CSI: Climate Status InvestigationsFulton, AR: 10/1-10/2
Key Issues: Bringing Environmental Issues to the ClassroomSilverthorne, CO: 6/25-6/30Silverthorne, CO: 7/9-7/14Silverthorne, CO: 7/23-7/28
In 2004, The Keystone Center and Keystone Science School began a partnership with the Department of Energy (DOE) and National Energy Technology Laboratory (NETL) to develop an interdisciplinary middle and high school curriculum (grades 5-12) designed to explore the issue of global climate change.
As future decision-makers, students need to acquire the skills to sort through the varying information currently circulating about global climate change and make sound political, social, economic and environmental decisions about mediation options as well as understand their implications and impacts.
CSI: Climate Status Investigations aims to broaden the scope and quality of national education by presenting a balanced, non-biased, comprehensive and interdisciplinary approach to the study of global climate change. By teaching educators strategies to identify and remove their own bias in order to facilitate student inquiry, teachers are introduced to a new way of thinking about their approach to these issues.
The curriculum is aligned to national education standards in a variety of disciplines, including language arts, math, science and social studies and incorporates effective and innovative ideas, activities and methods, including conflict resolution, mediation, role playing, small group work and lab activities. Through stakeholder analysis, the curriculum guides students to appreciate a variety of viewpoints and, ultimately, through an evaluation of possible options for addressing climate change mitigation, prevention and the role of technology.For more information, contact Emily Weber.
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The Delaware Watershed Mystery curriculum brings the process of inquiry to the study of environmental issues.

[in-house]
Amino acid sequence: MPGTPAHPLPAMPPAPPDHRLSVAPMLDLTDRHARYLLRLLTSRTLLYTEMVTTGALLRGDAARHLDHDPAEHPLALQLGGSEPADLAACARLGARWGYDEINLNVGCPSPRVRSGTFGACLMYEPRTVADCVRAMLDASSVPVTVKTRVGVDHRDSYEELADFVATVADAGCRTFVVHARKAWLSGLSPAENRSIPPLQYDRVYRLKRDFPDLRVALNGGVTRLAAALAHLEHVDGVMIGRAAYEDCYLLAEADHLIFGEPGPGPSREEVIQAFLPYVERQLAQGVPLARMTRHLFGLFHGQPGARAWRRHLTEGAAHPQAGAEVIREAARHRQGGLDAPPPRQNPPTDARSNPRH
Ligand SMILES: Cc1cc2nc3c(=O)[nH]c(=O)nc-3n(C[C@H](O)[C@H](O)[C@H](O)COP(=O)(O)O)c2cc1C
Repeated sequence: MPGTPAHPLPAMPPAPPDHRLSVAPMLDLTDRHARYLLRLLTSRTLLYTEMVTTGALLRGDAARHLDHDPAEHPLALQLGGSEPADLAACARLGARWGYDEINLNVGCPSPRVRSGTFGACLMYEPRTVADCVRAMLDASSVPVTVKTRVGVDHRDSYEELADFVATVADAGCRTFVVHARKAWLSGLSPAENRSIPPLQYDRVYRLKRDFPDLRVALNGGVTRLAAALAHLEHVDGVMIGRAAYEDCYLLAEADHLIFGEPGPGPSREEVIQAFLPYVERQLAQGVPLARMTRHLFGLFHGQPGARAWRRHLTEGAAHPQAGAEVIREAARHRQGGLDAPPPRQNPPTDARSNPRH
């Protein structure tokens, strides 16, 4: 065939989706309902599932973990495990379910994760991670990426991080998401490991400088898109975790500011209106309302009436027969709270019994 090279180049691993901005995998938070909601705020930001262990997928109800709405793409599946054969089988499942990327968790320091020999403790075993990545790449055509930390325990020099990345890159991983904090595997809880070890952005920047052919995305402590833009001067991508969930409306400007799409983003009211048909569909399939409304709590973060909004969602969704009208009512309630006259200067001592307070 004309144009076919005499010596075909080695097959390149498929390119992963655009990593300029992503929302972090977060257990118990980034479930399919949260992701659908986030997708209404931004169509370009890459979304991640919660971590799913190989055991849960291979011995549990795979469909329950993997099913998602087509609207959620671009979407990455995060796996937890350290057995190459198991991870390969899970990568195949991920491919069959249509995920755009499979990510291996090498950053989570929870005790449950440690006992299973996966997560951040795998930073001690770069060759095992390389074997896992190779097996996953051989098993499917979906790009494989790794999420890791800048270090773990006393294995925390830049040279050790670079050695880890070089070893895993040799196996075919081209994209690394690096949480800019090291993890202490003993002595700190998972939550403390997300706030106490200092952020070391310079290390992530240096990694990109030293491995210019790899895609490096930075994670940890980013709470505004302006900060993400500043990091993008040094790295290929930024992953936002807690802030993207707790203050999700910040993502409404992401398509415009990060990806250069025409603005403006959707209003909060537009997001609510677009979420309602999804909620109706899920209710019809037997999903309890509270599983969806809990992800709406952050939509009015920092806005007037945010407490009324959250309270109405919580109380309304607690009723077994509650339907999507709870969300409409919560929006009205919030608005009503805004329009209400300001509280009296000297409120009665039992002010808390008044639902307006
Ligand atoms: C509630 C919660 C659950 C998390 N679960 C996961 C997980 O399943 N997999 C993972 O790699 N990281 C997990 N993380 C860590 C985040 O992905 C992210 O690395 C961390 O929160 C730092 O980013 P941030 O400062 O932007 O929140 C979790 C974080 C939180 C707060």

The interdiciplinary curriculum provides middle-level educators with step-by-step instructions to guide students through the process of investigating current and local environmental issues in a non-biased manner. Effective and innovative ideas with hands-on activities, including SEPUP labs, conflict resolution, mediation, role playing and technology applications are incorporated into the lessons. The curriculum combines classroom time with outdoor exploration of the natural and built environments. Using local ecosystems, field experiences are tangible and provide a scientific back-drop to the simulation.For more information, contact Emily Weber.
The middle- and high-school curricula introduce teachers and students to the topic of Green Chemistry and provide hands-on, inquiry-based units in which students can explore this approach to chemical manufacturing.
MS: Recipe for Sustainable Science, based on the 12 Principles of Green Chemistry, addresses our objectives of introducing the concepts of green science at an early age so that students will be able to make informed decisions, now and as they mature, about balancing the need to discover and manufacture products while conserving and sustaining our resources. The curriculum unit is a simulation of business methodology in which students will be challenged to manufacture a product. The students are further challenged to work both independently and in their company groups to develop both design, marketing and manufacturing plans of action and learn about the principles of Green Chemistry in every step of the process. This is an interdisciplinary curriculum that includes social studies, science, math and language arts.